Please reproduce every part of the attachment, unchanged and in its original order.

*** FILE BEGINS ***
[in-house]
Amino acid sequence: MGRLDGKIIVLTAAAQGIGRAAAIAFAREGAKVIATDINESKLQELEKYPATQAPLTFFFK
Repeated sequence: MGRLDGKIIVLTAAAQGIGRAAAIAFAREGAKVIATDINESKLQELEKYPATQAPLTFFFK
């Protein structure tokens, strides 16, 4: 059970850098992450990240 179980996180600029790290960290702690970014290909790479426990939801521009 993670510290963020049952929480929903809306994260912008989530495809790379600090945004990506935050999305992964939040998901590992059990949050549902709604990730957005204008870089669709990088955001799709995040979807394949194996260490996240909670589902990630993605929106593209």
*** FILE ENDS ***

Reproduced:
[in-house]
Amino acid sequence: MGRLDGKIIVLTAAAQGIGRAAAIAFAREGAKVIATDINESKLQELEKYPATQAPLTFFFK
Repeated sequence: MGRLDGKIIVLTAAAQGIGRAAAIAFAREGAKVIATDINESKLQELEKYPATQAPLTFFFK
């Protein structure tokens, strides 16, 4: 059970850098992450990240 179980996180600029790290960290702690970014290909790479426990939801521009 993670510290963020049952929480929903809306994260912008989530495809790379600090945004990506935050999305992964939040998901590992059990949050549902709604990730957005204008870089669709990088955001799709995040979807394949194996260490996240909670589902990630993605929106593209």